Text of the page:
Slack Technologies Inc. (NYSE: WORK) conducted its initial public offering as a direct offering rather than as a syndicate-led traditional IPO. While its post-IPO trading activity has been less volatile than some other hot IPOs, its initial $26 per share reference price kept being raised before finally coming public at $38.50 on June 20, 2019.
With a direct offering and without a traditional group of syndicate managers, Slack did not have the traditional SEC-imposed analyst quiet-period that is so common with traditional IPOs. That hasn’t prevented analysts from initiating coverage, and several firms have recently announced their ratings.
Three positive ratings were seen on Monday, July 15, 2019, and other analyst made calls in previous trading days.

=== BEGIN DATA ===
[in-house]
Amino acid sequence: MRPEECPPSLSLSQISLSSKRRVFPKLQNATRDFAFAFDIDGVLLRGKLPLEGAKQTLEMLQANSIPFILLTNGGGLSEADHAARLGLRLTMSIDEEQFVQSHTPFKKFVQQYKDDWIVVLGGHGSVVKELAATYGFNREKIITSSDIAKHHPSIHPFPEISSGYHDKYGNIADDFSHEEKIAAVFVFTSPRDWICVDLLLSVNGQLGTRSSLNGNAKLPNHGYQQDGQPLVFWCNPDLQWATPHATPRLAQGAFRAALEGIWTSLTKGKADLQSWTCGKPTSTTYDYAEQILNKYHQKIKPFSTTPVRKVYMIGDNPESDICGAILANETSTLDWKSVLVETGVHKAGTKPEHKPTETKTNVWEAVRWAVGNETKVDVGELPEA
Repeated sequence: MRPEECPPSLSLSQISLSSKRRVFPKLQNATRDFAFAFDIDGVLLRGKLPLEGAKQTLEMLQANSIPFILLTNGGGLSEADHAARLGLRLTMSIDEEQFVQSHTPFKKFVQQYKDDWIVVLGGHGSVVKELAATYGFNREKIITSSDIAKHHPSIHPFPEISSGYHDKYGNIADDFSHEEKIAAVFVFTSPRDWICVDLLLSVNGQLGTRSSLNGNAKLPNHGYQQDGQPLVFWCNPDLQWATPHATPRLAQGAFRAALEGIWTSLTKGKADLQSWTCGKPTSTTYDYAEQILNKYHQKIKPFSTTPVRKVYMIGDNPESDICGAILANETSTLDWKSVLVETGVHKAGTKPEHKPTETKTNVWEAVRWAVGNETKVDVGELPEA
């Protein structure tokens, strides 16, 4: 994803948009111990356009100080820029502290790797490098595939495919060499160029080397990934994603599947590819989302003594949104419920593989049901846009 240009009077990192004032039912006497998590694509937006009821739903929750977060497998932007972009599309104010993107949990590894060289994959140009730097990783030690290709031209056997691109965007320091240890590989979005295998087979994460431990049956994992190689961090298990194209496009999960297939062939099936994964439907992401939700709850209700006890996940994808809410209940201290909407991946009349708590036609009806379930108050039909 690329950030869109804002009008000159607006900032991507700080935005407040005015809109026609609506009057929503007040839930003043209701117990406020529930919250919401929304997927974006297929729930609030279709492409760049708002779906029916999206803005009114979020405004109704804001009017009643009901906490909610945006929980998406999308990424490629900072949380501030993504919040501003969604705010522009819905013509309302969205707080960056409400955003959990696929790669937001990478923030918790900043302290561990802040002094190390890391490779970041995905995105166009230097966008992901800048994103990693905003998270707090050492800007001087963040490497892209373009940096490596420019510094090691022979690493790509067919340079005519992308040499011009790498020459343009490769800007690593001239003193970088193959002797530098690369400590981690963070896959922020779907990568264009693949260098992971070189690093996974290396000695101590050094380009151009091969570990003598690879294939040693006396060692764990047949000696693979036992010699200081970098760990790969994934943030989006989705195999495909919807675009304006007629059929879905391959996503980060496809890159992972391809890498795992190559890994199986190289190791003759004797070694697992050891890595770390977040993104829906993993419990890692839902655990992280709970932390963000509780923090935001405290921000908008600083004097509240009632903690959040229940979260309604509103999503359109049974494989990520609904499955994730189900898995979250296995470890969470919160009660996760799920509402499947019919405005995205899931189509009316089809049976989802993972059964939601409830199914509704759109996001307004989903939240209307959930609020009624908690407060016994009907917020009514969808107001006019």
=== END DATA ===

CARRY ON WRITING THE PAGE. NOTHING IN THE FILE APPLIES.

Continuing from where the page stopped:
Barclays started Slack was as Overweight with a $45 price target. The firm did admit that Slack has a demanding valuation at 24 times expected 2020 revenues, but with a normalized growth expectation it looks more reasonable with growth out to 2022.
William Blair started the enterprise software player as Outperform. The firm has noted that Slack may severely disrupt or even displace email due to collaborative software it offers.
Canaccord Genuity started Slack with a Buy rating and a $40 target price. The firm sees Slack as positioned to become a new software layer.
Other analyst calls were made on prior days:
- On July 12, Stephens started coverage with an Overweight rating and $43 price target.
- On July 9, Oppenheimer started Slack with a Perform rating.
- On June 26, Robert W. Baird started it an Outperform rating and a $44 price target.
- Atlantic Securities initiated coverage right before the IPO with an Overweight rating and a $37 target.
Slack shares had closed at $33.73 last Friday, its lowest post-IPO close, but the stock was last seen trading up 2% at $34.40 on Monday, in a post-IPO range of $33.37 to $42.00.